Hindgut ulcers in horses are a common, painful affliction for horses. Unfortunately, they’re hard to diagnose but the good news is, you can treat them effectively and provide nearly immediate relief to your horse.
Gastric Ulcers vs. Hindgut Ulcers
Gastric ulcers occur in horses stomach & upper gastrointestinal tract. They are diagnosed through diagnostic approaches like gastroscopies or accupressure.
Hindgut ulcers in horses are slightly less common and much harder to diagnose. Hindgut ulcers occur in the area from the small intestine to the anus. Most of these appear in the large colon and small colon.
Hindgut vs Gastric Ulcers – Identifying the Symptoms
Causes of hindgut ulcers in horses
There are three main causes of hindgut ulcers in horses. These are:
- parasites (namely tapeworm),
- hindgut acidosis and
- overuse of certain medications.
Tapeworms live in the gastrointestinal tract of horses and other animals. The site where they attach to the intestine can cause ulcers.
As the name suggests, hindgut acidosis occurs when the horse’s hindgut becomes too acidic.
This happens when undigested simple carbohydrates reach the hindgut. These starchy carbs produce lactic acid which kills ‘good’ bacteria and damages the mucous lining of the bowel.
Furthermore, this reduces the hindgut’s mucous production which leaves the surface of the hindgut vulnerable to ulceration.
Another cause of hindgut ulcers is prolonged exposure to Non-Steroidal Anti Inflammatory Drugs (NSAIDs). The most common is phenylbutazone or ‘bute’.
Non-steroidal anti-inflammatories are used to reduce inflammation and pain in horses. However, they’re proven to cause ulcers and kidney damage with long-term use.
Vets recommend a maximum treatment period of 3-7 days.
Prevention of hindgut ulcers in horses
Horses become infected with tapeworm when they eat hay or grass infected with tapeworm larvae. These develop into adult tapeworms inside the horse’s intestines. (How to identify tapeworms in horses).
It is important to be aware that not all wormers kill tapeworms. These particular parasites can be treated with one of two drugs — praziquantel and pyrantel.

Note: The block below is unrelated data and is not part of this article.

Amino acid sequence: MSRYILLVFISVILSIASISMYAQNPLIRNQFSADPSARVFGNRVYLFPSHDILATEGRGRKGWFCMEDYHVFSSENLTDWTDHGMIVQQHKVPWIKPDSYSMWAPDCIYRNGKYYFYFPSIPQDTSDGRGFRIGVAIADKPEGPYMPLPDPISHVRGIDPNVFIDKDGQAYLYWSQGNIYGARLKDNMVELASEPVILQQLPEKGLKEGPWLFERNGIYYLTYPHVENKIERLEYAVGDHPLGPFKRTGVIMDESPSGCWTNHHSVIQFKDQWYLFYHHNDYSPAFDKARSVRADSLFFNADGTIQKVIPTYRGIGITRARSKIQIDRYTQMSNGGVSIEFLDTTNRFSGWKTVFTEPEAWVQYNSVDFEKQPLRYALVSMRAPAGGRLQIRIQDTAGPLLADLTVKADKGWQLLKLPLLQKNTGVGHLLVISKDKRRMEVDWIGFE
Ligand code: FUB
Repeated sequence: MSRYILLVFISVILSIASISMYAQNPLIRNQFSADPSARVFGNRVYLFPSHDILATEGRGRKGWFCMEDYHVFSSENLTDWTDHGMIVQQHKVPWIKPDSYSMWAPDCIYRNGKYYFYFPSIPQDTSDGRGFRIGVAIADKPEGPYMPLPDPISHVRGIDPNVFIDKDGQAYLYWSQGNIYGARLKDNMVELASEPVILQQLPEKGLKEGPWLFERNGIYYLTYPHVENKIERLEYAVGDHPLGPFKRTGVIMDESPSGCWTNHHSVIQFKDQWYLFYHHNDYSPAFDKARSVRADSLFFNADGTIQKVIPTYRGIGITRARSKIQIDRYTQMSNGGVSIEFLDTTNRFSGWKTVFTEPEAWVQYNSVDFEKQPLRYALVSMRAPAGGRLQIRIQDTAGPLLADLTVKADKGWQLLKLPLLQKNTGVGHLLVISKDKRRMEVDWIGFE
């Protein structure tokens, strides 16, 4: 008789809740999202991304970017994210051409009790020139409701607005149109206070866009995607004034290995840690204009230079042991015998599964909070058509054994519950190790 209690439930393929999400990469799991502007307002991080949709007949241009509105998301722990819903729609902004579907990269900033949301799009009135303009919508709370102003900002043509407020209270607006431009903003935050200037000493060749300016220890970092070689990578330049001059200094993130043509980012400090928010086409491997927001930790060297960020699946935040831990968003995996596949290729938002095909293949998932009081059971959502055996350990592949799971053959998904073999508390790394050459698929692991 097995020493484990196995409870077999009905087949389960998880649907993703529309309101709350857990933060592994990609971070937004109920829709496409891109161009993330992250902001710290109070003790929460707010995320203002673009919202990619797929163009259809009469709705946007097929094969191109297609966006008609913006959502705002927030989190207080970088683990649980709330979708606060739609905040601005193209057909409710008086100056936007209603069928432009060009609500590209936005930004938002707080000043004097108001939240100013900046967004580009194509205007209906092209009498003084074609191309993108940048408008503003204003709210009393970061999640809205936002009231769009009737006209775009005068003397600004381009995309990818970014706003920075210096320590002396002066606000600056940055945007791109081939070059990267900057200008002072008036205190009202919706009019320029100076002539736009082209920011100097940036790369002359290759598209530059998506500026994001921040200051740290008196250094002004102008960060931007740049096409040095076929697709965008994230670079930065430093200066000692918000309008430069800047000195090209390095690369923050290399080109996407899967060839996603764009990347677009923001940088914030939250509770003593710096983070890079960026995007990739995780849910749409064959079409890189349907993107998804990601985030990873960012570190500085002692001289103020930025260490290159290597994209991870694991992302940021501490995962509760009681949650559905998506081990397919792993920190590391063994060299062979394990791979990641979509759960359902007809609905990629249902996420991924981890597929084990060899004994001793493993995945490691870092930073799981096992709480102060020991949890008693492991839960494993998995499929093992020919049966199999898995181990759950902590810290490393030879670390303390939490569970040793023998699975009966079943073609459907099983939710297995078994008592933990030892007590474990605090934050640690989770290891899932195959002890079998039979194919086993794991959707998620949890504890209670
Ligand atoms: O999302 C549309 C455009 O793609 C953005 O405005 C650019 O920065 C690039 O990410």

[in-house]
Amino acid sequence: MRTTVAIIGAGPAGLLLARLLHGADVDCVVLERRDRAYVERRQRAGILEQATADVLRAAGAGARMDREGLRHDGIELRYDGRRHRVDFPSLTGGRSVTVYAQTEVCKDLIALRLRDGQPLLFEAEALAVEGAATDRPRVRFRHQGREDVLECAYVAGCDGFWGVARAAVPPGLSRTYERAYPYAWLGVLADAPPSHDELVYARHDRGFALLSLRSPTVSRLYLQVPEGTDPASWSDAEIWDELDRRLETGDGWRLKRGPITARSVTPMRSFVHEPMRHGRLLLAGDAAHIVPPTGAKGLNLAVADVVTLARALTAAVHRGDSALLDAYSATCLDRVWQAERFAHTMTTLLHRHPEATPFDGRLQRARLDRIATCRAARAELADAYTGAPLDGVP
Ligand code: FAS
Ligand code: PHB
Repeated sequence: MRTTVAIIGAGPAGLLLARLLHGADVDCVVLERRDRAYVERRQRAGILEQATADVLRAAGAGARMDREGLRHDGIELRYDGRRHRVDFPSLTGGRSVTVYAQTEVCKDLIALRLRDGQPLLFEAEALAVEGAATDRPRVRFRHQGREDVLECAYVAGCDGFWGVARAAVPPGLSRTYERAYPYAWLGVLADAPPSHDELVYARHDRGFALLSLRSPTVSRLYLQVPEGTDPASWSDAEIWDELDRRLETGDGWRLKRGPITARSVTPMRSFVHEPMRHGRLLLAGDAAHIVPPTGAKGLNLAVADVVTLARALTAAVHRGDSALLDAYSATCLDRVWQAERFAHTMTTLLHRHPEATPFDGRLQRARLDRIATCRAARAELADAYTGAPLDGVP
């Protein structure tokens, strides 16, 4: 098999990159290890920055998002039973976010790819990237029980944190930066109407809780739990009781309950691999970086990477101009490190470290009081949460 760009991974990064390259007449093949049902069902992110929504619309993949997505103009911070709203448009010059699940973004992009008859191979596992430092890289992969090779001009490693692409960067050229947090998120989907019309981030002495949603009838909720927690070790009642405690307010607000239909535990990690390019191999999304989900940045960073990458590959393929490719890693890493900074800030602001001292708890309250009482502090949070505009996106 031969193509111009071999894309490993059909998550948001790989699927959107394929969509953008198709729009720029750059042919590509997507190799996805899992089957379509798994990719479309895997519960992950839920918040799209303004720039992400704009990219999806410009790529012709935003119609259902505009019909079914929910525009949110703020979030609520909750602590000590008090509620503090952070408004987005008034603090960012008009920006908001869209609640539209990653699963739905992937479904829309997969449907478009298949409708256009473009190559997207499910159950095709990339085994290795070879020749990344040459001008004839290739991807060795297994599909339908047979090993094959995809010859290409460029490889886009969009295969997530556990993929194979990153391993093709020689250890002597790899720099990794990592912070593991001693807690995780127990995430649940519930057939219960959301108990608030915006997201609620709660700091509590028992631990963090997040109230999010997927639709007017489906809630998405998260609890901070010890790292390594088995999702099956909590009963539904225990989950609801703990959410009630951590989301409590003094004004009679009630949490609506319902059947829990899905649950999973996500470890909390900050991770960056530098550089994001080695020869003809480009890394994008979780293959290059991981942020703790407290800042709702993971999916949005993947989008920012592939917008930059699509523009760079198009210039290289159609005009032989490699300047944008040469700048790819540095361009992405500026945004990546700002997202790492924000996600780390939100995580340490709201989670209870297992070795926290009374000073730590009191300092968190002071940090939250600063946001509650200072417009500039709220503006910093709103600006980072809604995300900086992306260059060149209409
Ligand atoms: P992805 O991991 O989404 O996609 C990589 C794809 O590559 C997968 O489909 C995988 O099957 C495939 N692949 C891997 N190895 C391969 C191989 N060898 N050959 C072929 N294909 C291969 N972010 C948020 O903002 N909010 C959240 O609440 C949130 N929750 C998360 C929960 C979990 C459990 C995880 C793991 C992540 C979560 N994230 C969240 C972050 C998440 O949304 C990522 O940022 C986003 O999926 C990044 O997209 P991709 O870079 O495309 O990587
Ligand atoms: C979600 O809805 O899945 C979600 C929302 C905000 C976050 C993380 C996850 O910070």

You can reduce parasite populations on the pasture by regularly removing droppings, and resting grazing and rotating sheep and cattle on to horse paddocks.
Preventing hindgut acidosis
- Grain meals should be small and fed multiple times a day, not exceeding more than 2.5kg
- Grains should be processed, preferably micronized or extruded.
- Horses should have constant access to forage such as pasture grass or hay. The absolute minimum is 1.5% of the horse’s body weight in forage daily.
Limiting prolonged use of NSAIDs
Devils Claw is a natural alternative to bute. Devil’s Claw contains high concentrations of a chemical called harpogoside which is a natural anti-inflammatory. The herb has analgesic (painkilling) properties and contains several antioxidants, which can speed healing.
N.B> Devil’s Claw is not recommended for prolonged use of more than 3 – 4 months.
Treatment for Hindgut Ulcers
Sucralfate is the best treatment for hindgut ulcers.
It works by forming a viscous gel over the ulcer craters. This protects them from further damage, giving the ulcers a chance to heal.
In addition, sucralfate also:
• Inhibits the action of pepsin, the enzyme that breaks down protein.
• Increases the production of prostaglandins, which protect the stomach lining
Importantly, sucralfate provides nearly immediate relief to horses.